Posted by: rockotodd | September 12, 2009 2:16 PM | Report abuse

no united cast?

Posted by: mmsq | September 12, 2009 2:40 PM | Report abuse

Without the Unitedcast, I'll just guess and wear the Olsen jersey....

Posted by: JkR- | September 12, 2009 2:47 PM | Report abuse

I love this cloudy weather!

Posted by: Camden-CapitalWeatherGang | September 12, 2009 3:16 PM | Report abuse

Now let's talk about the wind. Today's NWS forecast had N winds 5-10mph dropping off in the evening. Around DC/NoVA, we've had sustained 10-15mph since about lunchtime, and DCA currently shows gusts to 21mph. This is consistent with an exiting storm - but I'm having trouble getting any guidance on how long the wind conditions will last. There's no posted Small Craft Advisory, mof there's no posted NWS Marine forecast at all right now (!), and CBOFS wind animations are offline due to technical issues.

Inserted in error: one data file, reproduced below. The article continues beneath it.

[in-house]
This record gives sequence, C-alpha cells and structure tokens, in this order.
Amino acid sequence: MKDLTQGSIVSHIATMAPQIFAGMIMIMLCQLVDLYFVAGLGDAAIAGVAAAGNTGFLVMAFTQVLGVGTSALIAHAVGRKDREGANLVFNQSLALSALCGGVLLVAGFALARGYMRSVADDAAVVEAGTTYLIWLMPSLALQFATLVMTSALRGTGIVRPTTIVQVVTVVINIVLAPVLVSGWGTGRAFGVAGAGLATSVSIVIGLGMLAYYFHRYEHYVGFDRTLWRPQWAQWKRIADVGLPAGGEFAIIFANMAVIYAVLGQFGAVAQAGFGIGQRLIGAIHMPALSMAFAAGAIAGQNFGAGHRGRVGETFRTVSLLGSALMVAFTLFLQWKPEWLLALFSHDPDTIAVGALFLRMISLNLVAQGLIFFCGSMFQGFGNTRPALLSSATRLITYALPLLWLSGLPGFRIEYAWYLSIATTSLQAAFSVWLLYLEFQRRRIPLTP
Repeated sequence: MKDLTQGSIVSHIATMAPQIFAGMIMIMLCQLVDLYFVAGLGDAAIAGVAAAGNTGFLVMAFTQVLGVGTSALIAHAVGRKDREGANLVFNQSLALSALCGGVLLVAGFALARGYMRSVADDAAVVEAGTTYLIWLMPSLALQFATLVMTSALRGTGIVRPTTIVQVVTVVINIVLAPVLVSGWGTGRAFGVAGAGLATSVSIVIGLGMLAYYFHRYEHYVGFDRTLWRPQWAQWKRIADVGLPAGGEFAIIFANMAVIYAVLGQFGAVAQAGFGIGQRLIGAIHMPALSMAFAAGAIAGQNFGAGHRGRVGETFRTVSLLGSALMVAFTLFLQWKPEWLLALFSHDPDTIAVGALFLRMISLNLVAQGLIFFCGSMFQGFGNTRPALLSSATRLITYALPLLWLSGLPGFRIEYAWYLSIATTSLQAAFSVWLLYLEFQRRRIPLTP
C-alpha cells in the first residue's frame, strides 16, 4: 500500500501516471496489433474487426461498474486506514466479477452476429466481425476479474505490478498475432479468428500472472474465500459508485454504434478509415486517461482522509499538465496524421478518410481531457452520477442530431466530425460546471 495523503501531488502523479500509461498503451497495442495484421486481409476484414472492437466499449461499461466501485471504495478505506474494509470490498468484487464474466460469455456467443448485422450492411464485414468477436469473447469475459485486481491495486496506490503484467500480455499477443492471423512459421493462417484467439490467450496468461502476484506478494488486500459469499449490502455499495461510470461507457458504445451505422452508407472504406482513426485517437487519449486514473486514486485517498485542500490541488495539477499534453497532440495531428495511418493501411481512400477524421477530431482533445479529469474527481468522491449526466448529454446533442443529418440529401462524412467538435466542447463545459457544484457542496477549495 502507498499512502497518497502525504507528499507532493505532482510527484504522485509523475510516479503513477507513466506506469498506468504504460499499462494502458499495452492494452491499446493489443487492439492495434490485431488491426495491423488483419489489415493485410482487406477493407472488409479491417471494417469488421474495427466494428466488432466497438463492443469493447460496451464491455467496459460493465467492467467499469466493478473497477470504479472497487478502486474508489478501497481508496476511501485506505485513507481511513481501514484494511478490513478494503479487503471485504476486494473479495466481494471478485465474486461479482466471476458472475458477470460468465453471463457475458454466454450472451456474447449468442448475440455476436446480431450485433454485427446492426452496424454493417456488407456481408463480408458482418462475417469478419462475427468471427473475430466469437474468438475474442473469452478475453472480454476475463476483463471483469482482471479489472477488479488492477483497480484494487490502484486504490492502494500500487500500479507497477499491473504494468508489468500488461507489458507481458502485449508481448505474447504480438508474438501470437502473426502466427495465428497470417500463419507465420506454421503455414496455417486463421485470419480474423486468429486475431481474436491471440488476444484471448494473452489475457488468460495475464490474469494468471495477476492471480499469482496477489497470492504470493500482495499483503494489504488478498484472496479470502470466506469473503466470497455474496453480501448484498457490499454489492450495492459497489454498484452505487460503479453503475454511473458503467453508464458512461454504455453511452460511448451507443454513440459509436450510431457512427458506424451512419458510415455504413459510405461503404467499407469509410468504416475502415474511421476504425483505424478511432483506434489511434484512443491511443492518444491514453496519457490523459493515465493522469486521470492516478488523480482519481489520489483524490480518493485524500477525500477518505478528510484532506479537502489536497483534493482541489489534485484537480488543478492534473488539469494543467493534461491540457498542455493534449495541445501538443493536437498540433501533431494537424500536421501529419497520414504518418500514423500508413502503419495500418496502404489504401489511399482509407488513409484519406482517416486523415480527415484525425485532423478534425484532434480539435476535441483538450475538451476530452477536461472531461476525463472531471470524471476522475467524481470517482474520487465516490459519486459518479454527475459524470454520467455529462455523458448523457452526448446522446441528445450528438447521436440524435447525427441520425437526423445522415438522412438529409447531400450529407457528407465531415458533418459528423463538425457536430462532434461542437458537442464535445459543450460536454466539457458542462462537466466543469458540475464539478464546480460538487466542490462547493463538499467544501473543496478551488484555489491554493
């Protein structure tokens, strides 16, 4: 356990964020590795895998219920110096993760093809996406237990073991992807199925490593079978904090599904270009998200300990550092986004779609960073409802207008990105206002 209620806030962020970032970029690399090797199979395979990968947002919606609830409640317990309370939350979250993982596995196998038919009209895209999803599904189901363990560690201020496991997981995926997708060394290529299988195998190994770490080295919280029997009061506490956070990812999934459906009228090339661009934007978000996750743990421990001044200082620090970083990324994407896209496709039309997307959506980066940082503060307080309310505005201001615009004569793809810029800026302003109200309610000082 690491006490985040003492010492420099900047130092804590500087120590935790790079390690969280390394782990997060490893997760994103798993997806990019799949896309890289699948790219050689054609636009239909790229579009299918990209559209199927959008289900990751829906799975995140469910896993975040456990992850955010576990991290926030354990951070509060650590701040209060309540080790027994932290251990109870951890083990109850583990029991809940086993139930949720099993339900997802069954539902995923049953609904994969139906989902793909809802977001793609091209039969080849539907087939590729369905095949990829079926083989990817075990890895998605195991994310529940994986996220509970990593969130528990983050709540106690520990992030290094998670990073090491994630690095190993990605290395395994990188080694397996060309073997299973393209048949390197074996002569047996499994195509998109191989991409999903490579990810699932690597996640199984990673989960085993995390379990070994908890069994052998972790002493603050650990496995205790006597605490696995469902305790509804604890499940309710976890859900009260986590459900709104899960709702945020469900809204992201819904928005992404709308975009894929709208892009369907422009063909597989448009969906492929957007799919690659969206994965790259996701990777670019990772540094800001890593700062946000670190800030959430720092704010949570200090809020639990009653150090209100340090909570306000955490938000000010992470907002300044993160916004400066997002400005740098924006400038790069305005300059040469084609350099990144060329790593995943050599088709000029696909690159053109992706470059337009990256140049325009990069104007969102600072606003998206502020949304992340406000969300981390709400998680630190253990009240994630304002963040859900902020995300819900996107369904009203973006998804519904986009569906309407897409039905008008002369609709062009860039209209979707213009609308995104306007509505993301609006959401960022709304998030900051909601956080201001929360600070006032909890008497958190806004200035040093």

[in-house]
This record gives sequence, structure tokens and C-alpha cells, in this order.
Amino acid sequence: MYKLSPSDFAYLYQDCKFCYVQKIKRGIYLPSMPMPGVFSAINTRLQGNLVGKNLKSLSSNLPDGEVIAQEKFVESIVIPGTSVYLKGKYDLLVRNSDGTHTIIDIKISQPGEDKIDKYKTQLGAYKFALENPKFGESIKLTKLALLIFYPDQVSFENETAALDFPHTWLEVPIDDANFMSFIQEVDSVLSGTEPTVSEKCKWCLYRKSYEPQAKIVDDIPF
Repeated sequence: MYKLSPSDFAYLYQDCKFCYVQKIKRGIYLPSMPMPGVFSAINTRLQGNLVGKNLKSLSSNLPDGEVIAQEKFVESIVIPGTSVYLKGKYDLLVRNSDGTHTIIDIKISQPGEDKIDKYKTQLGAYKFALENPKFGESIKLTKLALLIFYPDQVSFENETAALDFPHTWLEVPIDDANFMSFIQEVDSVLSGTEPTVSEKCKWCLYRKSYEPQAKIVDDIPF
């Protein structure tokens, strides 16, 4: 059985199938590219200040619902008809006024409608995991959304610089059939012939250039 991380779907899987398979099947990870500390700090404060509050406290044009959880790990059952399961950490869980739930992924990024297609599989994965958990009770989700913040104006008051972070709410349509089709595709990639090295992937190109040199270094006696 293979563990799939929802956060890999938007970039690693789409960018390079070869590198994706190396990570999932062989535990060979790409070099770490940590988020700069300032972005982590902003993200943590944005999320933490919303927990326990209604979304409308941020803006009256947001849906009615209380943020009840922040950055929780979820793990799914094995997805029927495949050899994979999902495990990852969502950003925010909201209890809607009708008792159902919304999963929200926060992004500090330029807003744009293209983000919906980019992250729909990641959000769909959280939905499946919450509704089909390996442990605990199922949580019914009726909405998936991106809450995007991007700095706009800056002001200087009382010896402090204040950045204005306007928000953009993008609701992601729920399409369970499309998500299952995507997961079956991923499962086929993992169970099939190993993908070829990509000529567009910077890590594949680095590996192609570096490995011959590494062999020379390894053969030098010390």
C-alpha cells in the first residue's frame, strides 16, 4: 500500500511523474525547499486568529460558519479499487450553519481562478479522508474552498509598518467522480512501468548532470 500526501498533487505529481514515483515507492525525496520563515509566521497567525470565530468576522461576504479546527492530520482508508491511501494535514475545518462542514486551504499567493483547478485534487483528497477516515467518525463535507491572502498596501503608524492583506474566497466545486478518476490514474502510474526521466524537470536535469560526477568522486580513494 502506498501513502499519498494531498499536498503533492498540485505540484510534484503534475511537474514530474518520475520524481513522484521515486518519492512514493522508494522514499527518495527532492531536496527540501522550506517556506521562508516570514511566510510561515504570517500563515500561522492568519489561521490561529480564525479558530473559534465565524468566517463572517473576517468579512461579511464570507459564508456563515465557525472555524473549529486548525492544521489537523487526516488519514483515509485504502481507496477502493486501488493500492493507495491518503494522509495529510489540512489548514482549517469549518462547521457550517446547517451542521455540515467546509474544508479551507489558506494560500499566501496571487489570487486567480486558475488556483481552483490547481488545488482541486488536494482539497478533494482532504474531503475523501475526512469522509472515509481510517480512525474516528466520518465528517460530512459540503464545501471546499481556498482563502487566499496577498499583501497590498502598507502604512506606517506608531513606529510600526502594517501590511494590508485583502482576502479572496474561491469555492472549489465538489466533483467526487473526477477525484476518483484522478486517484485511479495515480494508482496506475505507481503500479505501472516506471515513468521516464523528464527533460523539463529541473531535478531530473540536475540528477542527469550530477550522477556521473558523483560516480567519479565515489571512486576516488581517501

OK, I'm whining - but I need some help figuring out what the winds might be like tomorrow on the upper tidal Potomac. My best guess is that these gusty winds will drop overnight, build back up early in the a.m., then drop like a rock around mid-day. What I really need are some nice smooth 8-12kt breezes tomorrow morning, for a make-up sail after a silly argument. CWG, do I have any chance?


Posted by: --sg | September 12, 2009 5:53 PM | Report abuse


Apologies for no UnitedCast today. It slipped through the cracks.


Should have winds from the north in the 8-10 mph range tomorrow, maybe gusting 5 mph or so higher.

Posted by: Jason-CapitalWeatherGang | September 12, 2009 11:03 PM | Report abuse